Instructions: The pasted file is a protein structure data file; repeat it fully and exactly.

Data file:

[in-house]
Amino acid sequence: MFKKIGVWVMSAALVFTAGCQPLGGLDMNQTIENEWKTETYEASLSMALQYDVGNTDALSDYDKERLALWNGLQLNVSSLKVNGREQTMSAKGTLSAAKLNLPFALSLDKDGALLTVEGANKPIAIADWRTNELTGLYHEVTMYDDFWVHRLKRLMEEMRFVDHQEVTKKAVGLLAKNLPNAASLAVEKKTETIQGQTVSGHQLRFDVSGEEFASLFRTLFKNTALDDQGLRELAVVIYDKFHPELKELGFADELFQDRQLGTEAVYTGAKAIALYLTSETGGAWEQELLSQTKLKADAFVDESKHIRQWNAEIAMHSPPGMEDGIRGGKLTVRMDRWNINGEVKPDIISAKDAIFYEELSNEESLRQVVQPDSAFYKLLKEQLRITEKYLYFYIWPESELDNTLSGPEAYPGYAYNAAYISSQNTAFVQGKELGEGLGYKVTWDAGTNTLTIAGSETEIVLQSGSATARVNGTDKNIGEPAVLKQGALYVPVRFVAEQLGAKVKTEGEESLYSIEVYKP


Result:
[in-house]
Amino acid sequence: MFKKIGVWVMSAALVFTAGCQPLGGLDMNQTIENEWKTETYEASLSMALQYDVGNTDALSDYDKERLALWNGLQLNVSSLKVNGREQTMSAKGTLSAAKLNLPFALSLDKDGALLTVEGANKPIAIADWRTNELTGLYHEVTMYDDFWVHRLKRLMEEMRFVDHQEVTKKAVGLLAKNLPNAASLAVEKKTETIQGQTVSGHQLRFDVSGEEFASLFRTLFKNTALDDQGLRELAVVIYDKFHPELKELGFADELFQDRQLGTEAVYTGAKAIALYLTSETGGAWEQELLSQTKLKADAFVDESKHIRQWNAEIAMHSPPGMEDGIRGGKLTVRMDRWNINGEVKPDIISAKDAIFYEELSNEESLRQVVQPDSAFYKLLKEQLRITEKYLYFYIWPESELDNTLSGPEAYPGYAYNAAYISSQNTAFVQGKELGEGLGYKVTWDAGTNTLTIAGSETEIVLQSGSATARVNGTDKNIGEPAVLKQGALYVPVRFVAEQLGAKVKTEGEESLYSIEVYKP